A low-oxygen dead zone is choking life on the sea floor in places off the Alabama shoreline, according to a report yesterday in the Mobile Press-Register. Also, submerged oil on the seafloor has been documented in state waters.
According to an afternoon aerial observation, a stretch of oil about 50 yards wide and 15 miles long is about two miles south of the coast.
"If conditions do not change I would expect landfall by morning potentially impacting a large portion of the coast," said George Surry, a battalion chief with Gulf Shores Fire Rescue who was on the observation flight.
The submerged oil presents a problem with no ready solution:
Despite the commonly held belief that oil always floats, both the Press-Register and Alabama officials have documented oil on the seafloor of state waters in the wake of the Deepwater Horizon spill.
The U.S. Coast Guard and scientists have also documented that oil sometimes sinks after major spills.
Why is submerged oil so difficult to deal with? Scientists give several reasons:
Scientists are unsure how quickly such oil would degrade underwater, how they would locate it on the bottom or how it could be cleaned up. A sample of the oil found by the Press-Register in late June was provided to Ed Overton, a Louisiana State University scientist, who has been analyzing oil for federal officials since the spill began.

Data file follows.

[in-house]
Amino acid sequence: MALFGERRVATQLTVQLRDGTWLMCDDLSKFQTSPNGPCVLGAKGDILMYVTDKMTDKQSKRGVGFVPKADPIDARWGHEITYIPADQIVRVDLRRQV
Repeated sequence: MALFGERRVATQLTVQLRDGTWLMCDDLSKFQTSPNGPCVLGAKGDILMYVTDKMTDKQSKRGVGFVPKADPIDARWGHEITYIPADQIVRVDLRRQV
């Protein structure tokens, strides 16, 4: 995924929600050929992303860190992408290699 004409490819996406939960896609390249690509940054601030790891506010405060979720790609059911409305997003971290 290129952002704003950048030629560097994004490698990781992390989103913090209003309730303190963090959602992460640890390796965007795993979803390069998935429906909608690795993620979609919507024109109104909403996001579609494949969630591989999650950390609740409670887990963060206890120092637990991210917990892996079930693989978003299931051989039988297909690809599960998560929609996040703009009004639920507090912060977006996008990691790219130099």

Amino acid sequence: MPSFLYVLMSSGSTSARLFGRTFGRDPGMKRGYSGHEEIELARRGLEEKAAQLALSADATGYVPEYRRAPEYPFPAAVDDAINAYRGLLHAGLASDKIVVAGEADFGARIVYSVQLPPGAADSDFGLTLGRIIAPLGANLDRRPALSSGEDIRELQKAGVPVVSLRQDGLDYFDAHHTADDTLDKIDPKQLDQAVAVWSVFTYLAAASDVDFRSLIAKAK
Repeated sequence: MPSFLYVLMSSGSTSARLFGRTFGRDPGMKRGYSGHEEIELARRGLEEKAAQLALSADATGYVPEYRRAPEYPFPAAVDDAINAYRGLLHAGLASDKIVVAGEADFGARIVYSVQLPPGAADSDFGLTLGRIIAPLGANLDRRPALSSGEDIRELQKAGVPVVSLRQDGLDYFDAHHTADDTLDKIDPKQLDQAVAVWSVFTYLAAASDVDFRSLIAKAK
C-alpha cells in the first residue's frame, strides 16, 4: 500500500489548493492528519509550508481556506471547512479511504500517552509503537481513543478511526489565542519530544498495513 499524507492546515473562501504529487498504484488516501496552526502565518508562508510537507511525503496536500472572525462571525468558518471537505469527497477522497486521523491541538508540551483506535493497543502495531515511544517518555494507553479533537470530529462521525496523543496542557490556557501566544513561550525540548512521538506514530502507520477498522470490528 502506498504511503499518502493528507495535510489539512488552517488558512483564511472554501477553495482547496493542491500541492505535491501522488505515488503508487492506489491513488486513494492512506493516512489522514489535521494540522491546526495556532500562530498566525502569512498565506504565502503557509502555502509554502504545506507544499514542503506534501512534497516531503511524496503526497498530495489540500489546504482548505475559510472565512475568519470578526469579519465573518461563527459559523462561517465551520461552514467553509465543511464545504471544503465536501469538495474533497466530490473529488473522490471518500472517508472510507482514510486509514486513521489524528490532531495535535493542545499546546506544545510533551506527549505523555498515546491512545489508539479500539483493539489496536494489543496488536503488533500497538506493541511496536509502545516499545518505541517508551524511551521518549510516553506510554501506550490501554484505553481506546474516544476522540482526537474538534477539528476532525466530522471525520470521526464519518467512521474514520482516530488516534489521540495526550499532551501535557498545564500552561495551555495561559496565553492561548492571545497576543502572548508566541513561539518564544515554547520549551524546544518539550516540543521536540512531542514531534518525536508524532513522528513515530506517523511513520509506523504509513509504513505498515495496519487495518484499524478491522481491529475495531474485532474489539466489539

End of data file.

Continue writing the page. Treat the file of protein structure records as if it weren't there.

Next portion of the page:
Overton said he had received other reports of submerged oil but no other samples. After getting the Press-Register sample, he sent an e-mail about the newspaper's find to 14 scientists with the National Oceanic and Atmospheric Administration. He urged them to collect and send samples for study.
"This represents a very serious turn if we find that, as the oil weathers, it becomes more dense than the water or at lease dense enough for easy submersion with attachment to detritus," the e-mail read in part.
Overton said the biggest threat posed by the submerged oil was the inability to contain it.
As for recent testing of oxygen levels, that brings more disturbing news:
Healthy oxygen levels of 4 parts per million or higher were found in the upper portion of the water column at each location. But beginning at about 15 feet above the seafloor, levels declined to as low as 0.1 parts per million. Scientists consider 2 parts per million to be the minimum required for most marine life.
Disturbances on the seafloor are expected to be felt throughout the food chain:
The low oxygen areas threaten the creatures that live on or buried beneath the seafloor, such as clams and marine worms. The worms, for instance, are exceptionally abundant and provide a primary food source for snapper, grouper and other fish.
You can check out a video below about the oxygen-level testing: